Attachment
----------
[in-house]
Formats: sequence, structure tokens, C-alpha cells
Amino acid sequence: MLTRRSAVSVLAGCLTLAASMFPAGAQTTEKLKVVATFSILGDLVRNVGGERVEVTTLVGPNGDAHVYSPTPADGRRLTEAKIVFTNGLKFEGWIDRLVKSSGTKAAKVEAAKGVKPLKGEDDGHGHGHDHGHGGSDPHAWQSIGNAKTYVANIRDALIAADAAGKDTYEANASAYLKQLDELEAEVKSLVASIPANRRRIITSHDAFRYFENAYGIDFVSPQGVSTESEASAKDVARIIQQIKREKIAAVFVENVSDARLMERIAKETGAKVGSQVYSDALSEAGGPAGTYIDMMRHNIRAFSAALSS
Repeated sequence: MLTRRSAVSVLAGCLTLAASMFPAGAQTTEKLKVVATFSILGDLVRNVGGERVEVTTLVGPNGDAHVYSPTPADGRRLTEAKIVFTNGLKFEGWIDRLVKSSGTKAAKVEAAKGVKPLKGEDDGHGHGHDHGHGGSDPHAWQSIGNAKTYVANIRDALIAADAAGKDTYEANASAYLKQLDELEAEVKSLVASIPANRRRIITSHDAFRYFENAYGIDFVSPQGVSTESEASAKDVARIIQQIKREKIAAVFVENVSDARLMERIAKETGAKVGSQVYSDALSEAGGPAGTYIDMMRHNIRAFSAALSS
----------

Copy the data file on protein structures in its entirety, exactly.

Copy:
[in-house]
Formats: sequence, structure tokens, C-alpha cells
Amino acid sequence: MLTRRSAVSVLAGCLTLAASMFPAGAQTTEKLKVVATFSILGDLVRNVGGERVEVTTLVGPNGDAHVYSPTPADGRRLTEAKIVFTNGLKFEGWIDRLVKSSGTKAAKVEAAKGVKPLKGEDDGHGHGHDHGHGGSDPHAWQSIGNAKTYVANIRDALIAADAAGKDTYEANASAYLKQLDELEAEVKSLVASIPANRRRIITSHDAFRYFENAYGIDFVSPQGVSTESEASAKDVARIIQQIKREKIAAVFVENVSDARLMERIAKETGAKVGSQVYSDALSEAGGPAGTYIDMMRHNIRAFSAALSS
Repeated sequence: MLTRRSAVSVLAGCLTLAASMFPAGAQTTEKLKVVATFSILGDLVRNVGGERVEVTTLVGPNGDAHVYSPTPADGRRLTEAKIVFTNGLKFEGWIDRLVKSSGTKAAKVEAAKGVKPLKGEDDGHGHGHDHGHGGSDPHAWQSIGNAKTYVANIRDALIAADAAGKDTYEANASAYLKQLDELEAEVKSLVASIPANRRRIITSHDAFRYFENAYGIDFVSPQGVSTESEASAKDVARIIQQIKREKIAAVFVENVSDARLMERIAKETGAKVGSQVYSDALSEAGGPAGTYIDMMRHNIRAFSAALSS